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Last Updated: Friday, 12 September, 2003, 10:19 GMT 11:19 UK
Crack fears for Skara Brae stones
Skara Brae
The village gives a snapshot of Stone Age life
An investigation has been launched into concerns that increased visitor numbers may be damaging the Stone Age village of Skara Brae on Orkney.

The heritage agency, Historic Scotland, has brought in state-of-the-art technology to determine whether stones are moving or developing cracks.

The 5,000 year old site, which lies on the southern shore of Sandwick's Bay o' Skaill, is one of the most popular tourist attractions on the island.

More than 50,000 visitors explore the village every year and curators are seeking to strike a balance between access and conservation.

Skara Brae consists of 10 houses connected by a maze of passages, with some of the walls up to nine feet high.

We're concerned with the cracks in the stones and we're concerned with deterioration with some of the delicate carvings
Steve Watt
Historic Scotland
Various pieces of stone furniture such as cupboards, beds and dressers have all survived.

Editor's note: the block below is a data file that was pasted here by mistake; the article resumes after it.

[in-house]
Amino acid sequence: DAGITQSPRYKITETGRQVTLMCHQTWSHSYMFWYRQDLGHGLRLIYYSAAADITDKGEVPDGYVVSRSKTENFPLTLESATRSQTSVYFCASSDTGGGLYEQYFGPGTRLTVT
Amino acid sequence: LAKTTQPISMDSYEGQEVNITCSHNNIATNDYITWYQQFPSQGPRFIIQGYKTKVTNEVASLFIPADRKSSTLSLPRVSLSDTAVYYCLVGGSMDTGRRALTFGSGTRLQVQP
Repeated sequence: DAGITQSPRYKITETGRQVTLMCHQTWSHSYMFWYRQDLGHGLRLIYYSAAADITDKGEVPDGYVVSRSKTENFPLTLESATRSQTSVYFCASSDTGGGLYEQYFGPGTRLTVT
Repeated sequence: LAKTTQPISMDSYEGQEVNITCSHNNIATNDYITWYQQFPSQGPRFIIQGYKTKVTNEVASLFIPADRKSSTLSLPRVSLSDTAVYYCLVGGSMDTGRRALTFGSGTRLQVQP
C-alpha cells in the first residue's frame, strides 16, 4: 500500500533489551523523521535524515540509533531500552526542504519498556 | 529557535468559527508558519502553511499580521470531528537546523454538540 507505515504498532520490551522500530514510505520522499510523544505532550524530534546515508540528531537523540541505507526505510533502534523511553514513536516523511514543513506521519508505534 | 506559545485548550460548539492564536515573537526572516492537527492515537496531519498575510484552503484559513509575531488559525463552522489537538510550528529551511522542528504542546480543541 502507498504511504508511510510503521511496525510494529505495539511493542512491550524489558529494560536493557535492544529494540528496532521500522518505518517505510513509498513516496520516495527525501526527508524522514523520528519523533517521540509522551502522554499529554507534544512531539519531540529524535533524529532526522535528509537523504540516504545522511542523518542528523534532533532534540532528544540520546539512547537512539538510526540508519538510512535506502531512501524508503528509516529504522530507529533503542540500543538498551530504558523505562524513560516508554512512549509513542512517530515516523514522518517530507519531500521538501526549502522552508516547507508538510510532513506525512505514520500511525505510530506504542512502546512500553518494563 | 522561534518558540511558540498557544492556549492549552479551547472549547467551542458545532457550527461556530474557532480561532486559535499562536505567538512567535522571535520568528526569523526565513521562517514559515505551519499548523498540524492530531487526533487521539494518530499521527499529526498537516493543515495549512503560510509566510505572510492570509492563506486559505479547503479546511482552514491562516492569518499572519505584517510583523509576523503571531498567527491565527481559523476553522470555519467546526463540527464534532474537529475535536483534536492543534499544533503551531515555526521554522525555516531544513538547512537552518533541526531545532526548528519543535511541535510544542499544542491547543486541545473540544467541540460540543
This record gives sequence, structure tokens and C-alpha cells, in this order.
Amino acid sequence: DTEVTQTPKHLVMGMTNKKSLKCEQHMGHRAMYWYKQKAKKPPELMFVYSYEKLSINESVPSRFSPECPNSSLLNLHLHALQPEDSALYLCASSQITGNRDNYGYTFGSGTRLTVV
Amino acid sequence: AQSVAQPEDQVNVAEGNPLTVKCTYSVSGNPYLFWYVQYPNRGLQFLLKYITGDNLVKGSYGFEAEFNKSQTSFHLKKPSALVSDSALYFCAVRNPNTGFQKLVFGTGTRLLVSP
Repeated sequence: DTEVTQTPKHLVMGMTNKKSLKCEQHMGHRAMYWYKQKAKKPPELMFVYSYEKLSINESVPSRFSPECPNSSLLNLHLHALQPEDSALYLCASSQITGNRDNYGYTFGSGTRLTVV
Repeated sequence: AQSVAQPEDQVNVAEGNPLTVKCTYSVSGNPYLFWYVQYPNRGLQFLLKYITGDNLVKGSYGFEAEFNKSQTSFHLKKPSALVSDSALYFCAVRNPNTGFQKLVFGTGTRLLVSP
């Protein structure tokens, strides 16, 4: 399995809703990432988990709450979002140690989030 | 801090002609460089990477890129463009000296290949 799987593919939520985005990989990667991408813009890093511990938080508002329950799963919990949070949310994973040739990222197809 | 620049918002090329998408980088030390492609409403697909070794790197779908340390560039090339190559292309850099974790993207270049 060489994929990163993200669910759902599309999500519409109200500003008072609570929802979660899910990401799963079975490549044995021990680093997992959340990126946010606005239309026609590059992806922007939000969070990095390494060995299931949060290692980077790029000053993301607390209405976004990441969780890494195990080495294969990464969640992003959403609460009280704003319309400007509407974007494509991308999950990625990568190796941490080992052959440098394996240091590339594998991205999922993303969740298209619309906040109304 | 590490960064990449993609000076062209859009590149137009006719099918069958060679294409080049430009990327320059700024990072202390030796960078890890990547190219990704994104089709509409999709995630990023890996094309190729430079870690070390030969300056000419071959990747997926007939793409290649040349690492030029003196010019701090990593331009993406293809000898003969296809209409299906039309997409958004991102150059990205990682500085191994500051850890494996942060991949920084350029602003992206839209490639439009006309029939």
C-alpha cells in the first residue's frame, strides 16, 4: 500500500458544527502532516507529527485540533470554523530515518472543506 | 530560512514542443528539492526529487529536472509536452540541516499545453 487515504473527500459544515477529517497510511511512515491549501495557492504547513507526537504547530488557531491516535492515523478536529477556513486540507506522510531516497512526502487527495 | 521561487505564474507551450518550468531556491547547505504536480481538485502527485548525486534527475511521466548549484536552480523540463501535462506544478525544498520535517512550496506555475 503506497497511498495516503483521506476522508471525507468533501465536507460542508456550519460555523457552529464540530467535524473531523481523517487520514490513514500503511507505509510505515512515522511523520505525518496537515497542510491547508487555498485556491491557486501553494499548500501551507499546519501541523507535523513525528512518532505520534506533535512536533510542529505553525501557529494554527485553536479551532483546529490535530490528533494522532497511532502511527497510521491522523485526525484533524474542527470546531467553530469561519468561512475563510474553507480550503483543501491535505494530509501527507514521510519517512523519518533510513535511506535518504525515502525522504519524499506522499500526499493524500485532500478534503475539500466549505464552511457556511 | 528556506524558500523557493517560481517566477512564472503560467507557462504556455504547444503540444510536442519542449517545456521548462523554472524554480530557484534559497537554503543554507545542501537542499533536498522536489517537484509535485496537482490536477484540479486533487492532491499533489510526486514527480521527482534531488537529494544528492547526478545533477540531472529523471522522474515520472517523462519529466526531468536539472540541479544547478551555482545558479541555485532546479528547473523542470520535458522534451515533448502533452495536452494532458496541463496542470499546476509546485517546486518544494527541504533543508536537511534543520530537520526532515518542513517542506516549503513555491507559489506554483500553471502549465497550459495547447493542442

The village, built before the Pyramids and the Great Wall of China, overlooks the Atlantic Ocean and is exposed to high winds and sea salt.

Steve Watt, a district architect with Historic Scotland, said wear and tear was taking its toll.

"We're concerned with the cracks in the stones and we're concerned with deterioration with some of the delicate carvings," said Mr Watt.

"Our studies will also look into the effects of the numbers of visitors at Skara Brae."

No 'immediate danger'

Scientific equipment has been brought in to see if the stones are moving and cracking and lasers are being used to see if inscriptions are being eroded.

The survey is expected to take a year but Historic Scotland said there was no immediate danger of collapse.

Curator Anne Marwick said there was an important balance to be struck between protecting the site and allowing visitors to experience what life was like 5,000 years ago.

"If the survey shows that visitors are causing problems within the site then Historic Scotland will take action to minimise any damage that is being done," she said.

"At the moment we're quite lucky because we have a certain amount of freedom - you can actually see the houses and get quite close to them and it would be nice to have that continuing if possible."




SEE ALSO:
Call to withdraw tourism 'slur'
31 Jul 02  |  Scotland
Skara Brae usurped as oldest site
14 Sep 00  |  Scotland


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